Government and Morality

  • A. J. M. Milne

Abstract

Political obligation is best understood as a general term for the obligations not only of the governed but also the government in a governed community or state. Both sets of obligations are grounded in the moral basis of government which I briefly indicated in the last chapter (see 4.1.1 above). We saw there that this basis lies in the community’s corporate power-right with the exercise of which the government is entrusted and, in relation to that trust, in three of the principles of common morality: social responsibility, honourable conduct and justice as fair treatment. We noted that as an agency within the community, the government no less than the governed is committed to the union of common morality with a particular morality which constitutes that community’s actual morality. But we also saw why these three principles of common morality are of special importance for both government and governed (see 4.1.1 above). I pointed out, however, that this was only a preliminary account of the moral basis of government and undertook to inquire further into it in the present chapter (see 4.1.1 above). As a first step in that inquiry, account must be taken of the political implications of humanist social ethics. Whether or not the members of a governed community acknowledge it, their community’s way of life together with the particular morality which sustains it and, a fortiori, its government and political institutions are morally required to satisfy the universal minimum moral standard (see 2.3.4 above).

Keywords

Europe Income Expense Straw Defend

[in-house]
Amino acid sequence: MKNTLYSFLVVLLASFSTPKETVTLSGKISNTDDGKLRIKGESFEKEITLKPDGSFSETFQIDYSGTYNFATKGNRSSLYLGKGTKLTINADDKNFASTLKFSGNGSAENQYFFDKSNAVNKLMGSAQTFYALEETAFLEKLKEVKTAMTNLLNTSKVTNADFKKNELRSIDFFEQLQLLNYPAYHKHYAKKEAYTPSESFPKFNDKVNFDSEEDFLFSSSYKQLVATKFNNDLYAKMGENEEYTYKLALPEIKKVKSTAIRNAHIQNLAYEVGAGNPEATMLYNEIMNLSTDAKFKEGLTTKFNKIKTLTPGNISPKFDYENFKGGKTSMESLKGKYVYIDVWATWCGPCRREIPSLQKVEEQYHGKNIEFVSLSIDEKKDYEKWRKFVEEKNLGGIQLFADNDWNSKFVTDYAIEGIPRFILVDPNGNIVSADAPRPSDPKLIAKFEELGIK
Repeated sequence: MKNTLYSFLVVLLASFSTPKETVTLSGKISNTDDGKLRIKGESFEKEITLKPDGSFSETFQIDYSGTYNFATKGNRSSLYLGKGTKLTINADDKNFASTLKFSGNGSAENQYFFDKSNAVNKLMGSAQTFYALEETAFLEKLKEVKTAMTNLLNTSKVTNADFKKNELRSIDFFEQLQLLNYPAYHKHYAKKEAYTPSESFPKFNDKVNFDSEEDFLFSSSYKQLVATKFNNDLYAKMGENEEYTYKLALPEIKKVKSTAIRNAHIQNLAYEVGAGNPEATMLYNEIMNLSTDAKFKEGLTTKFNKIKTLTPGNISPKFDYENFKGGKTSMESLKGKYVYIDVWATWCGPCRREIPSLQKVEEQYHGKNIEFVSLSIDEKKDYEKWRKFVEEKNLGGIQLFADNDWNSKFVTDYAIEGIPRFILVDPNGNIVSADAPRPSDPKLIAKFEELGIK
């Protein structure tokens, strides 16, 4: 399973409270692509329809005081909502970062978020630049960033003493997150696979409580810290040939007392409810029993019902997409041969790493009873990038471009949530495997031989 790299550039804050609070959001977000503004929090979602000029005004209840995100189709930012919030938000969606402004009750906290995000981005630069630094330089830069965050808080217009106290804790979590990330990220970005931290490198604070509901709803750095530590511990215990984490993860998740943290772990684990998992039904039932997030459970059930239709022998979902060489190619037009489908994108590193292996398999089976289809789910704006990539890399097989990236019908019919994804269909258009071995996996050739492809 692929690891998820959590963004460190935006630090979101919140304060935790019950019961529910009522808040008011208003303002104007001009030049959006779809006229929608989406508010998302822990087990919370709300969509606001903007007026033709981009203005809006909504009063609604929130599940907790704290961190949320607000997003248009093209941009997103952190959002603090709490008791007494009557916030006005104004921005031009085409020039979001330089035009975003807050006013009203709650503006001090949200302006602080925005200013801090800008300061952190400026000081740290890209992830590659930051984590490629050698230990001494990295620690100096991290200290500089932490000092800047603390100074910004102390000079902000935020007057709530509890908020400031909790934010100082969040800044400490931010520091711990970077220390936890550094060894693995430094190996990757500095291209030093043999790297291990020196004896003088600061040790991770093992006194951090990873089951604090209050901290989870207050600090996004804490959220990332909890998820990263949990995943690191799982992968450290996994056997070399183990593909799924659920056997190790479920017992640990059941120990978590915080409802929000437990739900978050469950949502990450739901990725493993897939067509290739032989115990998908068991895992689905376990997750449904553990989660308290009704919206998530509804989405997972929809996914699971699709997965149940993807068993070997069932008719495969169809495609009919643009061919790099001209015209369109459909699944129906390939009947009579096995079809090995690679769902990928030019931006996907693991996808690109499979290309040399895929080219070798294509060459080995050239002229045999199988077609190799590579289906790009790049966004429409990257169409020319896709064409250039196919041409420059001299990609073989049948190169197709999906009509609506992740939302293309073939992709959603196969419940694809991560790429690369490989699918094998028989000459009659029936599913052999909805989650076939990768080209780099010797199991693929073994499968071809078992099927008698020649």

Preview

Unable to display preview. Download preview PDF.

Unable to display preview. Download preview PDF.

Notes

  1. 19.
    Gilbert and Sullivan, HMS Pinafore. In his Power: A New Social Analysis (Allen & Unwin, 1938), Bertrand Russell quotes these lines, but if I understand him he takes them literally as endorsing the contingency of nationality.Google Scholar
  2. 20.
    See Robert P. Wolf, In Defence of Anarchism (Haroer. 1970).Google Scholar
  3. 22.
    See William Godwin, An Enquiry Concerning Political Justice, ed. K. Codell Carter (Clarendon Press, 1971).Google Scholar
  4. 24.
    See R. G. Collingwood, The New Leviathan (Clarendon Press, 1942).Google Scholar
  5. 37.
    Edmund Burke, ‘Reflections on the Revolution in France’ 1790, ed. by B.W. Hill, Edmund Burke on Government, Politics and Society (London: Fontana, 1975).Google Scholar
  6. 41.
    According to Pierrepont Morgan as quoted by F. L. Allen: ‘The business man hates competition. It threatens him with ruin and his family with destitution. What he likes is organisation, with himself and his fellow businessmen doing the organising.’ F. L. Allen, Great Pierrepont Morgan (London: Marboro Books, 1990).Google Scholar
  7. 44.
    Plato: Meno, Gorgias and The Republic, trans. B. Jowett, (Random House, 1937).Google Scholar
  8. 49.
    Kant is probably the best known champion of the retributive theory. See his Philosophy of Law: An Exposition of the Fundamental Principles of Jurisprudence as the Science of Right, trans. W. D. Hastie (1887). For Kant, however, deterrence is not morally irrelevant but morally wrong because it is to treat the offender ‘merely as a means’, i.e. to treat him merely instrumentally. This, however, overlooks the moral obligation of the wrong-doer to atone for his wrong-doing, about which see 5.5.4.Google Scholar
  9. 51.
    For a different, but I think not incompatible, interpretation of the Golden Rule, see R. M. Hare’s Freedom and Reason (Clarendon Press, 1963). In connection with the attitude which Hare describes as that of a ‘fanatic’, see Chapter 6.Google Scholar
  10. 54.
    They are instances of what J. Rawls in A Theory of Justice (OUP, 1972) calls ‘imperfect procedural justice’.Google Scholar

Copyright information

© A. J. M. Milne 1998

Authors and Affiliations

  • A. J. M. Milne
    • 1
  1. 1.Political Theory and InstitutionsUniversity of DurhamUK

Personalised recommendations